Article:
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Is Amish Bread Starter Still Good?

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How many days can Amish friendship batter be out before baking? I am way over due, but still want to make it. I am afraid it may not be good anymore.

Lisa from South Bay, California

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Recent Answers

Here are the recent answer to this question.

By Beth [25]01/13/2009

I had a friend who never used the starter. She just put ALL that stuff together and made larger loaves. They were excellent. So you can start over and keep some to share, or not.

By Babette [33]01/06/2009

I found this information on a another website and I have several recipes if you're interested just let me know.

You can freeze the starter for future use.This last time I froze them. I took one out and just let it sit for the 10 days, not adding the extra 3 cups on the 5th or 10th day, I just stirred it each day. Then on the 10th day I followed the rest of the recipe and the bread turned out wonderful, no difference and I don't have to find 3 people to give a starter too. Thought this might help anyone trying to find a friend to share with or if your friends all say no.

If you read up on sourdoughs and starters, you'll find that one of the reasons people mess with them is the health benefit of the natural occurring yeasts. Unfortunately, most people these days have become too "domesticated", and so can't see how letting something go sour on its own can be any good. Thus, most "official" starter recipes call for addition of store bought yeast. In the authentic way, you start with one cup each of flour, milk and sugar, stir it every day for the first 4 days, add one cup each of flour, milk and sugar on day 5, stir well; stir it every day for the next 4 days; add one cup each of flour, milk and sugar on day 10, stir well - and you should be ready to use the starter.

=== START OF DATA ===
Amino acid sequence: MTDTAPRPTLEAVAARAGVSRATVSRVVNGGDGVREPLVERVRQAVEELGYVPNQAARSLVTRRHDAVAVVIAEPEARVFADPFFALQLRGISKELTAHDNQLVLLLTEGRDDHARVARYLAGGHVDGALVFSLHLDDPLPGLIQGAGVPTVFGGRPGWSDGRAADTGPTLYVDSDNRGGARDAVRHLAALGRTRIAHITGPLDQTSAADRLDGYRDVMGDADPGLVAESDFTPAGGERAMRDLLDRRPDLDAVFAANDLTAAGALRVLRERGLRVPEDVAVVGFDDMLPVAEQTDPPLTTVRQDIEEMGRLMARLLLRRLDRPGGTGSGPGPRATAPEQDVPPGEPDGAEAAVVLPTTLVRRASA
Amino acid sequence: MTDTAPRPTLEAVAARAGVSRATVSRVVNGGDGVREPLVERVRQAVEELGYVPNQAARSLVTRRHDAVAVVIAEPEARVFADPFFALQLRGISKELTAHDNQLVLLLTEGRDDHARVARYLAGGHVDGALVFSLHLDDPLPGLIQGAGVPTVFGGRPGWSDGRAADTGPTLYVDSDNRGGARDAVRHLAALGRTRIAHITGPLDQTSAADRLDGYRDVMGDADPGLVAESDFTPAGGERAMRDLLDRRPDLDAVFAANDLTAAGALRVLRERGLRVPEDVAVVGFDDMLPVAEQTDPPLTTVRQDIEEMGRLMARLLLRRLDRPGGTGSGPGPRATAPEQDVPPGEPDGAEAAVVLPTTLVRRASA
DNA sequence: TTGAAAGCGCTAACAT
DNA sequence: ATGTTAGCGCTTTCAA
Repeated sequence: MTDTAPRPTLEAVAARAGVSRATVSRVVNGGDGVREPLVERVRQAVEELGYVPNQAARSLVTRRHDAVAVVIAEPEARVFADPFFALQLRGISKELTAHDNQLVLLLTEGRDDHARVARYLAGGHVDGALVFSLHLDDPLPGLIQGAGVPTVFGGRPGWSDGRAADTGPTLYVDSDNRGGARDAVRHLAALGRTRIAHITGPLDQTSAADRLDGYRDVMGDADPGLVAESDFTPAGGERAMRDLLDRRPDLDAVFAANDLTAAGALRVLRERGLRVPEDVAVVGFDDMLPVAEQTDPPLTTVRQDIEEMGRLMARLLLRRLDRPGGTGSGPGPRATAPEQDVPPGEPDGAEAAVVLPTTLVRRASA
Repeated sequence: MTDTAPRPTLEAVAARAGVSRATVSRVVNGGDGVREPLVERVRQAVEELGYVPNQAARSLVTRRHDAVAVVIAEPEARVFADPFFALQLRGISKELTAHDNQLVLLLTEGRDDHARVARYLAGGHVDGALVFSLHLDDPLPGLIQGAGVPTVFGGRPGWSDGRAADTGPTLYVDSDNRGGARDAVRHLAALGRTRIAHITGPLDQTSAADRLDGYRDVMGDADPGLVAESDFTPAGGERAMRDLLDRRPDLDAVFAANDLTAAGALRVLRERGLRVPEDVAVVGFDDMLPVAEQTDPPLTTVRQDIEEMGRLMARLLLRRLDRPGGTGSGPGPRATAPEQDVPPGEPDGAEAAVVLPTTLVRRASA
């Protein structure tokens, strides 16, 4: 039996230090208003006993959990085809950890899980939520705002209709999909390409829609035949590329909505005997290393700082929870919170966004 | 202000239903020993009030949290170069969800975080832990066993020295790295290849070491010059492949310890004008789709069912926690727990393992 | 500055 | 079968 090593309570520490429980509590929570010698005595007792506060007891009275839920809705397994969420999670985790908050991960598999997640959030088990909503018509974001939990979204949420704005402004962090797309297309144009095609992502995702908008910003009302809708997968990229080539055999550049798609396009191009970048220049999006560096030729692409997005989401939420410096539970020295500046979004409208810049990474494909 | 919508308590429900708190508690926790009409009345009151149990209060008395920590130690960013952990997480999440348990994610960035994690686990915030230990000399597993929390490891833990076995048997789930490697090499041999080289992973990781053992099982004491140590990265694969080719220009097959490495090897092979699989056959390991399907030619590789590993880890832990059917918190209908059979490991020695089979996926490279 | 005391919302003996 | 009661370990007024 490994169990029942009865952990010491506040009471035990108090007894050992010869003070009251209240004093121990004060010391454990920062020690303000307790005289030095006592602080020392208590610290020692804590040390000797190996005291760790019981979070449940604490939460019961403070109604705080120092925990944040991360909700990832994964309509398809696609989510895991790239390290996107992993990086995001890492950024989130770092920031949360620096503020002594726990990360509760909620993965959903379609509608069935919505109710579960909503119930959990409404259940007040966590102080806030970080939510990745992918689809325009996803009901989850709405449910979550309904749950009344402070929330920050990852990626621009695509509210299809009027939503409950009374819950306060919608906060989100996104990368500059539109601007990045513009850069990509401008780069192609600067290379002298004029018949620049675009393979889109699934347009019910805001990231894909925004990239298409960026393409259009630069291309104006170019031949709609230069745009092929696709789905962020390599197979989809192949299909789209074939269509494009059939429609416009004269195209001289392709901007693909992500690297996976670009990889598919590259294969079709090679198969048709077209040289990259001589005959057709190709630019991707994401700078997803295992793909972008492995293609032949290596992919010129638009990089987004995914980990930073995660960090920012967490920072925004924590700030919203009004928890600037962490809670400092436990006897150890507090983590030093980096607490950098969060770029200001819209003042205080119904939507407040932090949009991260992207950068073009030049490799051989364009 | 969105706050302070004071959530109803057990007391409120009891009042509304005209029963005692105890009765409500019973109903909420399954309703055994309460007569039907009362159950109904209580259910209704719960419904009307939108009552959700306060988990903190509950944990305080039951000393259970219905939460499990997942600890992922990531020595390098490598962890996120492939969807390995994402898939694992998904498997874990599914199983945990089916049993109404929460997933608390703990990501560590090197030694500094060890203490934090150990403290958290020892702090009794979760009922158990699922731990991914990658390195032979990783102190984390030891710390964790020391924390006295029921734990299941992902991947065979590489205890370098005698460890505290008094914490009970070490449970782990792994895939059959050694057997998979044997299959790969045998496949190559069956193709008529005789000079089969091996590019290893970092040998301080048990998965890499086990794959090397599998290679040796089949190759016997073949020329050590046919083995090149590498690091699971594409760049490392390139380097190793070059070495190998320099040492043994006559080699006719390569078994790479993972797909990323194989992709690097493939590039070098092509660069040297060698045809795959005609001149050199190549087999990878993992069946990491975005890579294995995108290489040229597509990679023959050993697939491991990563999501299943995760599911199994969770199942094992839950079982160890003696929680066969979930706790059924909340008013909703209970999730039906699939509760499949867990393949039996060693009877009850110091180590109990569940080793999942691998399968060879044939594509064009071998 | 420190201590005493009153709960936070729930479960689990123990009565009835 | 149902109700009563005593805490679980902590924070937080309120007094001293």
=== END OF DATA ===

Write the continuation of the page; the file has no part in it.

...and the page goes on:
Traditional recipes ask to only use wooden or plastic bowls/jars/utensils. This is done because there is a possibility of the yeast's acidity acting on the metal and changing PH and messing everything up. The other important point to make, is that when you're making the starter, it should be left uncovered or covered loosely with cheese cloth or such. The starter needs airflow! Once ready, the starter could be kept in the fridge for about 2 weeks; to reactivate it, take it out and feed it with one cup each of flour, milk and sugar, stir well and leave at room temperature.

I think that starter can be covered with a lid/kept in a zip-lock bag while refrigerated. For those who want to have their starter always available - keep it at room temperature, stir it every day.

By Marjorie C. Woodworth [82]01/05/2009

Please don't jeopardize your health, when in doubt throw it out.

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